Henry Ford once said that you could buy a Ford of any color, as long as it was black. Other early car manufacturers, however, did not agree with him, and bright, gaily-colored automobiles were common, particularly with custom cars.
In Dover's very first coloring book, and one of the first designed specifically for adults, Clarence P. Hornung, one of the great portraitists of early automobiles, presents 43 drawings of early cars for you to color to your own fancy. Ranging from a Ford runabout of 1901 to a Chevrolet coupe of 1919, they include many classic cars: Studebakers (electric and gas), Cadillacs, Stevens-Duryea, Reos, Packards, Pierce-Arrow, Buicks, Oldsmobiles, and others. You can color them in many ways — a realistic attempt to recapture the period, or you can let yourself go into whatever style you like best.From Johannes Gutenberg's fifteenth-century printing press to Charles Hard Townes' relatively recent development of the laser, this fascinating coloring book encompasses five centuries of technology. Forty-five finely detailed drawings depict inventors and their historically important devices, comprising an inspiring survey of advances in science and industry.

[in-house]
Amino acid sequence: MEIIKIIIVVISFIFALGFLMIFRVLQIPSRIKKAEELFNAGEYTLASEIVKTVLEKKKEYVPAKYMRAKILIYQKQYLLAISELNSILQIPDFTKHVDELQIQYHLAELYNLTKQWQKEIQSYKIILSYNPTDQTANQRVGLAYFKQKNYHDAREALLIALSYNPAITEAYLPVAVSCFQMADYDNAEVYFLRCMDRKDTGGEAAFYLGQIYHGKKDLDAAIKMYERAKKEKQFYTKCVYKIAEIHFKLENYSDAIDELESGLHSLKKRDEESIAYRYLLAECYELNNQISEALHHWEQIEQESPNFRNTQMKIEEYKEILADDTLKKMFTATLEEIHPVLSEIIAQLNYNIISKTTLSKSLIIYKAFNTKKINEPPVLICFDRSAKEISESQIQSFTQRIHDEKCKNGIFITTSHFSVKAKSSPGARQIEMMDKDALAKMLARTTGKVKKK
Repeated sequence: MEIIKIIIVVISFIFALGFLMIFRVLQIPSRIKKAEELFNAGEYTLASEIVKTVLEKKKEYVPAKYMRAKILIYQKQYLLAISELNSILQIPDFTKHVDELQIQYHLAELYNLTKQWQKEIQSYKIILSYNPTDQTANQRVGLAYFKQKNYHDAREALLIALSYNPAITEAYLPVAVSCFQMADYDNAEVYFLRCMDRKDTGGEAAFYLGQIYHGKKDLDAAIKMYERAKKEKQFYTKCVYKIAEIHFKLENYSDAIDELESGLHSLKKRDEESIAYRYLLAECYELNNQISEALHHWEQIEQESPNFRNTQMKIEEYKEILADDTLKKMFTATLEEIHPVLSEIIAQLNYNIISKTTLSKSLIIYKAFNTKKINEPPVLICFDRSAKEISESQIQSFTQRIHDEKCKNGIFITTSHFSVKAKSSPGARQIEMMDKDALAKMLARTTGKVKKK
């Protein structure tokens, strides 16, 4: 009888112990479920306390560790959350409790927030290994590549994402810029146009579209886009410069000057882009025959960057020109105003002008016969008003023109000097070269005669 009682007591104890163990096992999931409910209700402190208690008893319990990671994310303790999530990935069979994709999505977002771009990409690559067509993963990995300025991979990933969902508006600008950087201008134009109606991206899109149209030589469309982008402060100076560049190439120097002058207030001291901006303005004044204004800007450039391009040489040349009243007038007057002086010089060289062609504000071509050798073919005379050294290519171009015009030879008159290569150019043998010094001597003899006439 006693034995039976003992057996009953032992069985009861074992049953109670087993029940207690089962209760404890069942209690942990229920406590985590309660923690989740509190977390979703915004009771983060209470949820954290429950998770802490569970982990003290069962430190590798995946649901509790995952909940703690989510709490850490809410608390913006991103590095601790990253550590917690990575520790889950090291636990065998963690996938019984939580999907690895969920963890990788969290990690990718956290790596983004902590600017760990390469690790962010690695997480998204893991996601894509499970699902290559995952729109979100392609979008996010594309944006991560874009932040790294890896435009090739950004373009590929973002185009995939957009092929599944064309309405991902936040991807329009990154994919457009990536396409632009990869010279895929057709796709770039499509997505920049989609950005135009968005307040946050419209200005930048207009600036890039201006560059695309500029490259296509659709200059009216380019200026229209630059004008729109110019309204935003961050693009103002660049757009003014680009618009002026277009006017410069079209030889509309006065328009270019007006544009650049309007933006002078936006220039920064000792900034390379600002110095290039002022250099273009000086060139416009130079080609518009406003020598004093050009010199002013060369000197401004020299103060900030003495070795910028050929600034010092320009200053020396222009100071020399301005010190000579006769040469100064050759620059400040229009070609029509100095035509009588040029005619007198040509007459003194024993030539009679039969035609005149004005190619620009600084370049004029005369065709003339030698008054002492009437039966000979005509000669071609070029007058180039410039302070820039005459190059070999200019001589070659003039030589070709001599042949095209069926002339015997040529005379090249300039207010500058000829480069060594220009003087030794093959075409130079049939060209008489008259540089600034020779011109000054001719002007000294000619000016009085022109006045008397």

The excellent illustrations include James Watt's steam engine (1763), David Bushnell's submarine (1776), Count Alessandro Volta's battery (1800), and Samuel Morse's telegraph (1837). Among other featured innovations are Karl Benz's motorized wagon (1885), Thomas Edison's electric light bulb (1878-79), moving picture kinetoscope (1876) and phonograph (1895), Henry Ford's assembly line (1908), Jacques Cousteau's aqua lung for scuba divers (1942), and many more.
Informative captions provide background information about the inventors and their inventions, making this not only an entertaining volume for coloring book enthusiasts but also an educational and fact-filled guide to developments in the world of science and technology.